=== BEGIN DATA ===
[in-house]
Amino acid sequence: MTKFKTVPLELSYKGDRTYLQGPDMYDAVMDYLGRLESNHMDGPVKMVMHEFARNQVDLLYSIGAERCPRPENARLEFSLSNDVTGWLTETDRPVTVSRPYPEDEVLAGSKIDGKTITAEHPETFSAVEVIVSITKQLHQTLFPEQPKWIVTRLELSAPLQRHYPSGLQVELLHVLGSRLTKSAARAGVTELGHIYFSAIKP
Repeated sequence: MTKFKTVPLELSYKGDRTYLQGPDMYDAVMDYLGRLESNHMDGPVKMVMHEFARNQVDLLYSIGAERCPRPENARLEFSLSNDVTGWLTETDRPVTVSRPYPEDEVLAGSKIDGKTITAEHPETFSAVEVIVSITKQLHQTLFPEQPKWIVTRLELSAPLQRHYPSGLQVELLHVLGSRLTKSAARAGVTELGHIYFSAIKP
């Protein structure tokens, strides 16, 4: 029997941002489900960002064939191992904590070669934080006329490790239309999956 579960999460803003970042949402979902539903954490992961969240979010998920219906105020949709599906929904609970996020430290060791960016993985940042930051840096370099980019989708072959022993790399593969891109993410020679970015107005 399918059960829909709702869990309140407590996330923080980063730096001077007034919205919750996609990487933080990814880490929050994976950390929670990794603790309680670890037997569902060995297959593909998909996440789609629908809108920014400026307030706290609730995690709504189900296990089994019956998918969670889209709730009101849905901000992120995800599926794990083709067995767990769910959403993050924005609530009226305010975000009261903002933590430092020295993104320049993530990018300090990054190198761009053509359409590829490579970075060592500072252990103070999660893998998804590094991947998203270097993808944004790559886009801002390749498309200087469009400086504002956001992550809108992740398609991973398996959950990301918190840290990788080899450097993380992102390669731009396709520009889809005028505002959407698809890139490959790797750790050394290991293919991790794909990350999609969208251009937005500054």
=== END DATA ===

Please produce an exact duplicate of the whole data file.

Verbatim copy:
[in-house]
Amino acid sequence: MTKFKTVPLELSYKGDRTYLQGPDMYDAVMDYLGRLESNHMDGPVKMVMHEFARNQVDLLYSIGAERCPRPENARLEFSLSNDVTGWLTETDRPVTVSRPYPEDEVLAGSKIDGKTITAEHPETFSAVEVIVSITKQLHQTLFPEQPKWIVTRLELSAPLQRHYPSGLQVELLHVLGSRLTKSAARAGVTELGHIYFSAIKP
Repeated sequence: MTKFKTVPLELSYKGDRTYLQGPDMYDAVMDYLGRLESNHMDGPVKMVMHEFARNQVDLLYSIGAERCPRPENARLEFSLSNDVTGWLTETDRPVTVSRPYPEDEVLAGSKIDGKTITAEHPETFSAVEVIVSITKQLHQTLFPEQPKWIVTRLELSAPLQRHYPSGLQVELLHVLGSRLTKSAARAGVTELGHIYFSAIKP
């Protein structure tokens, strides 16, 4: 029997941002489900960002064939191992904590070669934080006329490790239309999956 579960999460803003970042949402979902539903954490992961969240979010998920219906105020949709599906929904609970996020430290060791960016993985940042930051840096370099980019989708072959022993790399593969891109993410020679970015107005 399918059960829909709702869990309140407590996330923080980063730096001077007034919205919750996609990487933080990814880490929050994976950390929670990794603790309680670890037997569902060995297959593909998909996440789609629908809108920014400026307030706290609730995690709504189900296990089994019956998918969670889209709730009101849905901000992120995800599926794990083709067995767990769910959403993050924005609530009226305010975000009261903002933590430092020295993104320049993530990018300090990054190198761009053509359409590829490579970075060592500072252990103070999660893998998804590094991947998203270097993808944004790559886009801002390749498309200087469009400086504002956001992550809108992740398609991973398996959950990301918190840290990788080899450097993380992102390669731009396709520009889809005028505002959407698809890139490959790797750790050394290991293919991790794909990350999609969208251009937005500054």